A Cobbler’s Mistake

I saw Billy G. yesterday afternoon on his way home from work. He was thrilled to be back to work again. A cobbler’s mistake cost Billy two weeks’ pay, and it could have cost him his foot.

Billy has had diabetes since he was a teenager, and he has such severe diabetic neuropathy (nerve damage) that he has no feeling at all in his feet. He needs special diabetic shoes, which his insurance company will only replace every several years. They will help him pay to have his work boots re-soled, however, and this got done a month or so ago. Our local cobbler did the job for him while he waited. Billy didn’t notice that a week after he got the boots back, the nails used to attach the new soles started to work their way through the sole of his left work boot and the sole of his left foot. 

Billy’s wife, Theresa, checks his feet for him every night because he isn’t quite limber enough to see the bottoms of his feet; some people use a mirror in order to see their feet better, but Billy’s diabetes has affected his eyesight too much for him to do the job himself. If Theresa hadn’t spotted the wound the first day, who knows what could have happened to Billy’s foot. It took two weeks to heal the damage, two weeks without a paycheck, and two weeks of worrying.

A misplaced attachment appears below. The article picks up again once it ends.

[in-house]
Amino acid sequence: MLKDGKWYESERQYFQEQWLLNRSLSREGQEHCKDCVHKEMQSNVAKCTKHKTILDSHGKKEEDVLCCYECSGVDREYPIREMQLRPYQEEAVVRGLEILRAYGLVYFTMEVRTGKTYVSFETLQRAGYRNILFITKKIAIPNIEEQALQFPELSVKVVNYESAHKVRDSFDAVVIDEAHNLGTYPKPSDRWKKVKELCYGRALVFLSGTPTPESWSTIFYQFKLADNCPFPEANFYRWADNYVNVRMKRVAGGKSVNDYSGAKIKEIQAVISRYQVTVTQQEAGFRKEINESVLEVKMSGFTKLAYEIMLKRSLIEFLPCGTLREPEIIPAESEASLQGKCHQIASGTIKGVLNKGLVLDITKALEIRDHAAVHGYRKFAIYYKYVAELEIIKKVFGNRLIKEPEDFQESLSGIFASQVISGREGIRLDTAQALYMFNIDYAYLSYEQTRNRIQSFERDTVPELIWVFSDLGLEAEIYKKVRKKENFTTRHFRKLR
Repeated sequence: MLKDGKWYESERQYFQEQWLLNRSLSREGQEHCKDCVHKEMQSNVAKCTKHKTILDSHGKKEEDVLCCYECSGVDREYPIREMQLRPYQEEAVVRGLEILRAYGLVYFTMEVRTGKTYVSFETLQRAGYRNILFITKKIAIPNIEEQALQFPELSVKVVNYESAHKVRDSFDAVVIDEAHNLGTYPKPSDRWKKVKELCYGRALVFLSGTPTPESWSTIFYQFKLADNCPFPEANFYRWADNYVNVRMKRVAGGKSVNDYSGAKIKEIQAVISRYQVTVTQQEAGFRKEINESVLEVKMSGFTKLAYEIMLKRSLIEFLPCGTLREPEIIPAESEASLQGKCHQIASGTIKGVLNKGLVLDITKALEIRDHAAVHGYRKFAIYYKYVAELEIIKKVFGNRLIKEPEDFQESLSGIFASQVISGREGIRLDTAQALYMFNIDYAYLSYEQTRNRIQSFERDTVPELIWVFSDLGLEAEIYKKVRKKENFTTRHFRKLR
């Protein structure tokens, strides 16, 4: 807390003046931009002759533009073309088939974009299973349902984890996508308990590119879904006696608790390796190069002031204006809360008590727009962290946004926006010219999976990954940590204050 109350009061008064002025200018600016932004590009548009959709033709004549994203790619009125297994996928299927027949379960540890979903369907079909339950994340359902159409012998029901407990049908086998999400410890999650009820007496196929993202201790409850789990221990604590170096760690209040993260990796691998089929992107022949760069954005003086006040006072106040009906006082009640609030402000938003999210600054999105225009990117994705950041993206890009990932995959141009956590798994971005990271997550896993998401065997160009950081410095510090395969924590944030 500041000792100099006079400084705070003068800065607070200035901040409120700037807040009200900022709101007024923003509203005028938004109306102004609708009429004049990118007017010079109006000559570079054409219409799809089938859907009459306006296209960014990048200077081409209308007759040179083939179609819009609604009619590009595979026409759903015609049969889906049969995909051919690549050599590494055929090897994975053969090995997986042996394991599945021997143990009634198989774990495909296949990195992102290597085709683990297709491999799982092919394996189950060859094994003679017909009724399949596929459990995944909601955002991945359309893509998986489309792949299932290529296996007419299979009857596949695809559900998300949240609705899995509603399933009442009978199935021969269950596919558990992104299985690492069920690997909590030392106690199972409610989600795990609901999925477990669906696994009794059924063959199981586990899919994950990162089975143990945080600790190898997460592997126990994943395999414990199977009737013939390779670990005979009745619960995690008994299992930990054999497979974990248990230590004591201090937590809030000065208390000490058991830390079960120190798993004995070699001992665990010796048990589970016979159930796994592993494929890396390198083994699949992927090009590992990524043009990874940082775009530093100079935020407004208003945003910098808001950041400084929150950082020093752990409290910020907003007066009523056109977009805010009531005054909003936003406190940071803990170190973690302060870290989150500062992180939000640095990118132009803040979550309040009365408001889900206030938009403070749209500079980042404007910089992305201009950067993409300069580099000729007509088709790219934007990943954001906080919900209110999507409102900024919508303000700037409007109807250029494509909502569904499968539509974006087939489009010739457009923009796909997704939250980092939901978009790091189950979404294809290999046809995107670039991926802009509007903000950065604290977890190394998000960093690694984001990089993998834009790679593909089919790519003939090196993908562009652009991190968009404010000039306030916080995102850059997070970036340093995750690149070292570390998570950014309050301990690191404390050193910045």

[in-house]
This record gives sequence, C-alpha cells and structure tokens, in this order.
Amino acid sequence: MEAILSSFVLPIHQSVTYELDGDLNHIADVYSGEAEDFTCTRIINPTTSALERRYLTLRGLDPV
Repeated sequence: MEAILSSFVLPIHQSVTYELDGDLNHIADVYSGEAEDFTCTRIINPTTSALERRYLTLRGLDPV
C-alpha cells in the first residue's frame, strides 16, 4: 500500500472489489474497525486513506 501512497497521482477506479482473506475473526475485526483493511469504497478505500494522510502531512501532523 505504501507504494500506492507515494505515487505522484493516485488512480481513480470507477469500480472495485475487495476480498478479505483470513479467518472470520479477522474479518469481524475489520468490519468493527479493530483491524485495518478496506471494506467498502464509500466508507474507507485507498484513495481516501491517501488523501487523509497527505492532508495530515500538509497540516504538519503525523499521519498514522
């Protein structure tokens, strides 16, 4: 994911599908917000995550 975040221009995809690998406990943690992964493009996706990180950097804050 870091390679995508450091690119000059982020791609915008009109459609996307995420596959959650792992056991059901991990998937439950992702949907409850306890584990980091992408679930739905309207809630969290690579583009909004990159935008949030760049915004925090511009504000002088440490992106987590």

Billy went back to the cobbler and told him what happened. Theresa had told me “I suppose we could have sued him, but we just wanted him to know so nobody else got hurt like Billy”. 

Theresa does one more thing for Billy every day now: Every morning, she checks the inside of his work boots for nails before he puts them on. Then, as she has had to since he started to lose the feeling in his fingertips, she ties his boots for him, and she makes sure they’re not tied too tight.

Billy can’t feel pain in his feet, but I know he can feel the love in the countless little things Theresa does so that the two of them can carry on day after day.

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Osler said “Listen to your patient, he is telling you the diagnosis”. Duvefelt says “Listen to your patient, he is telling you what kind of doctor he needs you to be”.


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